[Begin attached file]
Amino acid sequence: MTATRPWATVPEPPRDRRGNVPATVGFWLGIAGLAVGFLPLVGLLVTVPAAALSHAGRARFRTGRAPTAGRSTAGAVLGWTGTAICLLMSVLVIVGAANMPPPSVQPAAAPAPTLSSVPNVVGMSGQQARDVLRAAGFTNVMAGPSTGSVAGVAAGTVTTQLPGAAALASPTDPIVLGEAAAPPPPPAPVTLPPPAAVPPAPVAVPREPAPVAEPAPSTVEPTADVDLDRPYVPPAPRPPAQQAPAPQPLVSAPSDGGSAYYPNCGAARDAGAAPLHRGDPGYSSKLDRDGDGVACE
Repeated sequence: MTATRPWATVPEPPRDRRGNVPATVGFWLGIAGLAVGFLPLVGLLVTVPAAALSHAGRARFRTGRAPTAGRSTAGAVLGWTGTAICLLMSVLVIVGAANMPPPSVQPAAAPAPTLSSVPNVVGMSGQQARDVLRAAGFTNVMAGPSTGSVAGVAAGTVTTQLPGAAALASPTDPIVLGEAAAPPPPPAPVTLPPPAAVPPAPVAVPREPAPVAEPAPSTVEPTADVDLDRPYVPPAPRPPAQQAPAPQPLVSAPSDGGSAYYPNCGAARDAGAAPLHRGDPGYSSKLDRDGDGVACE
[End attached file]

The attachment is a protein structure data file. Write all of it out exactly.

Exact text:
Amino acid sequence: MTATRPWATVPEPPRDRRGNVPATVGFWLGIAGLAVGFLPLVGLLVTVPAAALSHAGRARFRTGRAPTAGRSTAGAVLGWTGTAICLLMSVLVIVGAANMPPPSVQPAAAPAPTLSSVPNVVGMSGQQARDVLRAAGFTNVMAGPSTGSVAGVAAGTVTTQLPGAAALASPTDPIVLGEAAAPPPPPAPVTLPPPAAVPPAPVAVPREPAPVAEPAPSTVEPTADVDLDRPYVPPAPRPPAQQAPAPQPLVSAPSDGGSAYYPNCGAARDAGAAPLHRGDPGYSSKLDRDGDGVACE
Repeated sequence: MTATRPWATVPEPPRDRRGNVPATVGFWLGIAGLAVGFLPLVGLLVTVPAAALSHAGRARFRTGRAPTAGRSTAGAVLGWTGTAICLLMSVLVIVGAANMPPPSVQPAAAPAPTLSSVPNVVGMSGQQARDVLRAAGFTNVMAGPSTGSVAGVAAGTVTTQLPGAAALASPTDPIVLGEAAAPPPPPAPVTLPPPAAVPPAPVAVPREPAPVAEPAPSTVEPTADVDLDRPYVPPAPRPPAQQAPAPQPLVSAPSDGGSAYYPNCGAARDAGAAPLHRGDPGYSSKLDRDGDGVACE